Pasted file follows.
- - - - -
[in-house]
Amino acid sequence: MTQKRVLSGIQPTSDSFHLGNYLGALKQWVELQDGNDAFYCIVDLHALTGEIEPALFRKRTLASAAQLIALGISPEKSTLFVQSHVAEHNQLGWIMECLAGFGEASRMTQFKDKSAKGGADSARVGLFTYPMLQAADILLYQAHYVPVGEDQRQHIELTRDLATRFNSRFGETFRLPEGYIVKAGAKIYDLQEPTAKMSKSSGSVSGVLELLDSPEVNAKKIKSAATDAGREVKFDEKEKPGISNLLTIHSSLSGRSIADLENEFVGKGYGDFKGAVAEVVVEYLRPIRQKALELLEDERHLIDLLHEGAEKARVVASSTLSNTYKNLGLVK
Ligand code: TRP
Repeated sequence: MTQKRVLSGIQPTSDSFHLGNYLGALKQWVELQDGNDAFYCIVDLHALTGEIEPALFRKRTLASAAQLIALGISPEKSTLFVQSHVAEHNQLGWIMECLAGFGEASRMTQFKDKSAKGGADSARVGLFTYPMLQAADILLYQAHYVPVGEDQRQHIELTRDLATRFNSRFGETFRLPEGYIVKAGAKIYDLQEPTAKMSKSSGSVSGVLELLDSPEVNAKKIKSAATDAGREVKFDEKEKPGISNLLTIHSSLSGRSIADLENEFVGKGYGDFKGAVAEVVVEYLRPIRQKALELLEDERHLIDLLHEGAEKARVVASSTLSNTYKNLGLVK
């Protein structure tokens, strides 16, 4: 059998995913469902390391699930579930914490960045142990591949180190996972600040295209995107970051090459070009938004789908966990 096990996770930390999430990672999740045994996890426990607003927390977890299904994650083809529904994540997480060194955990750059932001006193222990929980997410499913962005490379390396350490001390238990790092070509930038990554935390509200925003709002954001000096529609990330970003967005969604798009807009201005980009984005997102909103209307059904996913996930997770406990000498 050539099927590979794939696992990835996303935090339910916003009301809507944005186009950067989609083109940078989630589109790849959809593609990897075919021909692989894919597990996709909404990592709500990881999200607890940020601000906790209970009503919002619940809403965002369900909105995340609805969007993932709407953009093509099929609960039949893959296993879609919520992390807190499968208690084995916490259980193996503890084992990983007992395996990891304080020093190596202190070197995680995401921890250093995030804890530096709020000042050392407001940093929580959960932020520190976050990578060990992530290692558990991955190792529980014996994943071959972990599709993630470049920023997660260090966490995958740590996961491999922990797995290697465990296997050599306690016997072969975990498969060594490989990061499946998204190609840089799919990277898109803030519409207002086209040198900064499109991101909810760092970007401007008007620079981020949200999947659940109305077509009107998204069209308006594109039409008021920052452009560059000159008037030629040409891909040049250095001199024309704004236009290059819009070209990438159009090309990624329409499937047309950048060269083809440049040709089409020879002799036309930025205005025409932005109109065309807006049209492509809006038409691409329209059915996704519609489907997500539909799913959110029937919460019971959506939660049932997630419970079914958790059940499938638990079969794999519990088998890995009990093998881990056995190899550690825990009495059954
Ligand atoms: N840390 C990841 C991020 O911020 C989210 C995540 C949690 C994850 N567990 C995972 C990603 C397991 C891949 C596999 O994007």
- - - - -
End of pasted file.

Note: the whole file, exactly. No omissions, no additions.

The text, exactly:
[in-house]
Amino acid sequence: MTQKRVLSGIQPTSDSFHLGNYLGALKQWVELQDGNDAFYCIVDLHALTGEIEPALFRKRTLASAAQLIALGISPEKSTLFVQSHVAEHNQLGWIMECLAGFGEASRMTQFKDKSAKGGADSARVGLFTYPMLQAADILLYQAHYVPVGEDQRQHIELTRDLATRFNSRFGETFRLPEGYIVKAGAKIYDLQEPTAKMSKSSGSVSGVLELLDSPEVNAKKIKSAATDAGREVKFDEKEKPGISNLLTIHSSLSGRSIADLENEFVGKGYGDFKGAVAEVVVEYLRPIRQKALELLEDERHLIDLLHEGAEKARVVASSTLSNTYKNLGLVK
Ligand code: TRP
Repeated sequence: MTQKRVLSGIQPTSDSFHLGNYLGALKQWVELQDGNDAFYCIVDLHALTGEIEPALFRKRTLASAAQLIALGISPEKSTLFVQSHVAEHNQLGWIMECLAGFGEASRMTQFKDKSAKGGADSARVGLFTYPMLQAADILLYQAHYVPVGEDQRQHIELTRDLATRFNSRFGETFRLPEGYIVKAGAKIYDLQEPTAKMSKSSGSVSGVLELLDSPEVNAKKIKSAATDAGREVKFDEKEKPGISNLLTIHSSLSGRSIADLENEFVGKGYGDFKGAVAEVVVEYLRPIRQKALELLEDERHLIDLLHEGAEKARVVASSTLSNTYKNLGLVK
């Protein structure tokens, strides 16, 4: 059998995913469902390391699930579930914490960045142990591949180190996972600040295209995107970051090459070009938004789908966990 096990996770930390999430990672999740045994996890426990607003927390977890299904994650083809529904994540997480060194955990750059932001006193222990929980997410499913962005490379390396350490001390238990790092070509930038990554935390509200925003709002954001000096529609990330970003967005969604798009807009201005980009984005997102909103209307059904996913996930997770406990000498 050539099927590979794939696992990835996303935090339910916003009301809507944005186009950067989609083109940078989630589109790849959809593609990897075919021909692989894919597990996709909404990592709500990881999200607890940020601000906790209970009503919002619940809403965002369900909105995340609805969007993932709407953009093509099929609960039949893959296993879609919520992390807190499968208690084995916490259980193996503890084992990983007992395996990891304080020093190596202190070197995680995401921890250093995030804890530096709020000042050392407001940093929580959960932020520190976050990578060990992530290692558990991955190792529980014996994943071959972990599709993630470049920023997660260090966490995958740590996961491999922990797995290697465990296997050599306690016997072969975990498969060594490989990061499946998204190609840089799919990277898109803030519409207002086209040198900064499109991101909810760092970007401007008007620079981020949200999947659940109305077509009107998204069209308006594109039409008021920052452009560059000159008037030629040409891909040049250095001199024309704004236009290059819009070209990438159009090309990624329409499937047309950048060269083809440049040709089409020879002799036309930025205005025409932005109109065309807006049209492509809006038409691409329209059915996704519609489907997500539909799913959110029937919460019971959506939660049932997630419970079914958790059940499938638990079969794999519990088998890995009990093998881990056995190899550690825990009495059954
Ligand atoms: N840390 C990841 C991020 O911020 C989210 C995540 C949690 C994850 N567990 C995972 C990603 C397991 C891949 C596999 O994007």